Hi everyone, it’s Michelle (and her boyfriend Mike) again! For my second HVRW 2012 excursion I was excited to try out Caravela in Tarrytown, especially since Mike had been a few years ago and had had a distinctly positive experience.
Flan: delicious dessert, light and creamy.
We had 7pm reservations and were seated promptly by the hostess, though our table was crammed in so tightly between the two larger tables in front of and behind us that the only way for me to fit was with my chair at an angle the whole night (and at 5’2 and 100 lbs I’m definitely petite!)
The dining room was filled to capacity with mostly well-heeled older couples, many of whom seemed to be regulars. The décor—replete with wood paneling and low lighting—was intimate, while also a somewhat disconcerting throwback to the 1970’s.
Upon opening our menus we noticed that they were the regular Caravela menus and not the Restaurant Week prix fixe specials, and were told that those menus had to be specifically requested—something to make note of, given how pricey Caravela is normally!
A quick note: I know that when one is reviewing a restaurant, food should be what is primarily taken into account. Unfortunately, our experience at Caravela was so colored by the poor service we received that it was impossible not to take that into consideration.
That being said, here’s what we had to eat:
The bread, while warm, was rather dry, and by the end of the meal had gone completely stale. The complimentary charcuterie was quite tasty however—mild and smoky without much spice, and the black olives were served in a drizzle of olive oil that left them very juicy and with a nice tangy finish that complimented the wine well. A glass of house white, though it had a dry aroma, was surprisingly smooth and mellow. The house red was somewhat opaque with a light fruity finish. While disappointed at first, we found that it paired well with a few of the dishes we tried.
We each ordered a soup to start. I had the butternut squash soup which was a delectable blend of sweet and savory, with just a touch of spice to keep it interesting. Mike had the Portuguese Potato soup and had this to say about it: “Where do I begin… Well, I feel obligated to mention that there was a thick layer of skin on my soup – this is result of the fats in the soup rising to the surface, cooling, and then congealing. To the untrained eye that might mean nothing, to me, it means my soup was left out for a while before it reached my table.”
“Next, I want to mention that in very fatty soups a skin will retain the remaining heat. Why is this important? Because just like fire, soup can be scalding hot and my poor palate found this out the hard way. After a sip of the house wine vanquished the flames in my mouth, I decided to take a step back for a few minutes and let the soup cool. When I returned to it I found it to be rather enjoyable – it has a subtle smoky base with strong meat overtones, very similar to the sausage which is served as an appetizer. Unfortunately, it was not a very complex dish and I have a sneaking suspicion that most of the subtle flavors which tend to be found in higher end soups were burned out of this soup. Was this long description necessary? Obviously no, but I believe it demonstrates just how little attention the chef gave my meal. I can earnestly say that this is a dish you would not miss since you get roughly the same sensory experience from the charcuterie; sans the scorching part.”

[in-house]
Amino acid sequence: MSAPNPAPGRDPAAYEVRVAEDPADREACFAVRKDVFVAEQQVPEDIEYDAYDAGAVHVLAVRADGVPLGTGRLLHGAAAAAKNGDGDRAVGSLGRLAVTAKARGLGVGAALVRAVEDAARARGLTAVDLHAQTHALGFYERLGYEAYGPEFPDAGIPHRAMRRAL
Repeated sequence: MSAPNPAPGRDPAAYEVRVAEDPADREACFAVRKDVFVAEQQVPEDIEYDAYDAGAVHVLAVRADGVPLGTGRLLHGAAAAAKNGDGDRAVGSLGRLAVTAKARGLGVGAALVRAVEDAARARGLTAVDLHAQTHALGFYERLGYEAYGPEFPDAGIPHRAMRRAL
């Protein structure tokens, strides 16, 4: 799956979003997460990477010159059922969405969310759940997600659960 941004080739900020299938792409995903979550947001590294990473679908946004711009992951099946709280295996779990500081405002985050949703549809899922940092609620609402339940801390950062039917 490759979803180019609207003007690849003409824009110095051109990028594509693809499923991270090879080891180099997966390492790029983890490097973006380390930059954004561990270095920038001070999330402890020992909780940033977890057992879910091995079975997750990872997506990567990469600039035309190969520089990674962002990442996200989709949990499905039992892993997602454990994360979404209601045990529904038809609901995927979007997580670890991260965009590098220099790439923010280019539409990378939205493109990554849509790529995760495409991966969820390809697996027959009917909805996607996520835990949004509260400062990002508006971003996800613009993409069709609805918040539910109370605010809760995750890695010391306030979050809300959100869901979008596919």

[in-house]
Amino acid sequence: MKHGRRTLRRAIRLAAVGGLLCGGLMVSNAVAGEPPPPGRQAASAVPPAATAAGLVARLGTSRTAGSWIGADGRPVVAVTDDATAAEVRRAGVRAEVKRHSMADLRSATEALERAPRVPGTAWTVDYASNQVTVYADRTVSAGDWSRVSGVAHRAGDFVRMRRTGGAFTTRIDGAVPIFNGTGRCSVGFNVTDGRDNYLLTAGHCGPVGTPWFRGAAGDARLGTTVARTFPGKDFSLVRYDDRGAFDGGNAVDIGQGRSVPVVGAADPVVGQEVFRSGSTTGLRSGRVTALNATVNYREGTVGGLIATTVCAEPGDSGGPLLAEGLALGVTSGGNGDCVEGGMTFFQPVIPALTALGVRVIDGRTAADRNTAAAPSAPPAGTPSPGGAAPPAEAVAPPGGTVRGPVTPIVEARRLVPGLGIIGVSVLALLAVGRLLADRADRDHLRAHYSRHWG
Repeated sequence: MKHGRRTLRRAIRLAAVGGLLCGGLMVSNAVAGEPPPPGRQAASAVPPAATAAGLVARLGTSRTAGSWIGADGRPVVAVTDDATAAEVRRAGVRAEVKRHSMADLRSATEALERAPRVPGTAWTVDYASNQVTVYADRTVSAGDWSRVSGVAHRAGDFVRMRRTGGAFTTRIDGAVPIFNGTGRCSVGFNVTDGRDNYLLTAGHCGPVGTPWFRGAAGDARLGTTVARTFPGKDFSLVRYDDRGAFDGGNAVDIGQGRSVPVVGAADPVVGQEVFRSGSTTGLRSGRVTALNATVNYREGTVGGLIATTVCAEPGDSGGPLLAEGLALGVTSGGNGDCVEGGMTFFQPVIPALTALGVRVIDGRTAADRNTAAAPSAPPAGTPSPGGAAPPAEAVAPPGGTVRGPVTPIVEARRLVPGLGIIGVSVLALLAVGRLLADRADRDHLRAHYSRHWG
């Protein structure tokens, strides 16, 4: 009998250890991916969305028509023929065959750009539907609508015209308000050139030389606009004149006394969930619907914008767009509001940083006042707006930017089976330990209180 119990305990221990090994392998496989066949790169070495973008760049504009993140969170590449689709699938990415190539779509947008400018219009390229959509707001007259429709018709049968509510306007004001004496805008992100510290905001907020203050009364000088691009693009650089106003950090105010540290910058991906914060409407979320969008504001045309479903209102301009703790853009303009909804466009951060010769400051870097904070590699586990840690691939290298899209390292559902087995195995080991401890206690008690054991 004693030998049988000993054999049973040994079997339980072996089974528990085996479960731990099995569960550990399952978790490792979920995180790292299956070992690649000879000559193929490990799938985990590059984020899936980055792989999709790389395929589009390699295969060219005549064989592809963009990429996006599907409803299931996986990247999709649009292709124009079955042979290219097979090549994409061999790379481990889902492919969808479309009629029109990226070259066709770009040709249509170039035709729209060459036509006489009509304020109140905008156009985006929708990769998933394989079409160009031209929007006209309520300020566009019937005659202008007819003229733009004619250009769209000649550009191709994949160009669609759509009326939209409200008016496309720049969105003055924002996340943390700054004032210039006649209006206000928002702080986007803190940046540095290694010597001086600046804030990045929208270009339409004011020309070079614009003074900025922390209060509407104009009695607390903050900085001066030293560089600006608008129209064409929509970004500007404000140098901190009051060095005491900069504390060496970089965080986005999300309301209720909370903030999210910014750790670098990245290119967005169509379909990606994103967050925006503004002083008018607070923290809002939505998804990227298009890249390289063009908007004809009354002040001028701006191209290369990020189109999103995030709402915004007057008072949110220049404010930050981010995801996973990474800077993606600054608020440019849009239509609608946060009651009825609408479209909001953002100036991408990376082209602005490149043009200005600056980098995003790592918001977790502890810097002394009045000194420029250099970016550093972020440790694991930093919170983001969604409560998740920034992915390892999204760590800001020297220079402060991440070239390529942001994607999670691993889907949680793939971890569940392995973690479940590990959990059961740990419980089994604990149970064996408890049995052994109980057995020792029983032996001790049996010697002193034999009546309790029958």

Mike ordered the Petite Filet and said: “While others truly value a rare steak, I ordered this medium rare. Could I send it back? Not really, since it was already covered in a sauce reminiscent of stew. The meat was lightly seasoned and was not aided by the addition of salt or pepper. It was at this point, the moment I was looking forward to since my last visit to Caravela, when I had had a steak that was mind-blowingly good, that I truly became disappointed in the turn the evening had taken.”
I had the Lemon Sole Casserole, which was a somewhat soupy medley of seafood with a crumb topping and roasted potatoes. The sole melted in my mouth and the potatoes were quite tasty, though nothing was truly exceptional about the dish, despite seafood being Caravela’s specialty.
My caramel crème flan was delicious—light and creamy with rich, almost bitter, caramel sauce. Mike had the Molotoff, which according to the menu is “a traditional Portuguese baked meringue, toasted almonds and brandy-caramel sauce” and was bursting with almond flavor.
In a nutshell, not so great. Throughout our dinner we were ignored by staff; items were placed on our table as a waiter prepared another table even though a service tray was only a few feet away; a waiter asked if we were finished and then proceeded to pass back and forth three or four times before coming back to clear our table; our desserts were forgotten about initially; our check was delivered while we were still eating dessert without us requesting it (the distinct impression being they were trying to turn over our table, despite the fact that older couples who had been well into their meal when we first arrived, weren’t bothered), and finally, the hostess didn’t wish us goodnight as we left.
We understand that restaurants work hard to provide tasty and affordable prix fixe menus—and one of the great things about Hudson Valley Restaurant Week is that it does make so many restaurants affordable that might otherwise be out of the price range of a younger demographic. That being said, our money should be worth the same as any other couple’s to the establishment, and our age shouldn’t affect the quality of service we receive.
With so many restaurants to choose from during Hudson Valley Restaurant Week, I would unfortunately think twice before opting for Caravela.
53 North Broadway
Tarrytown, NY 10591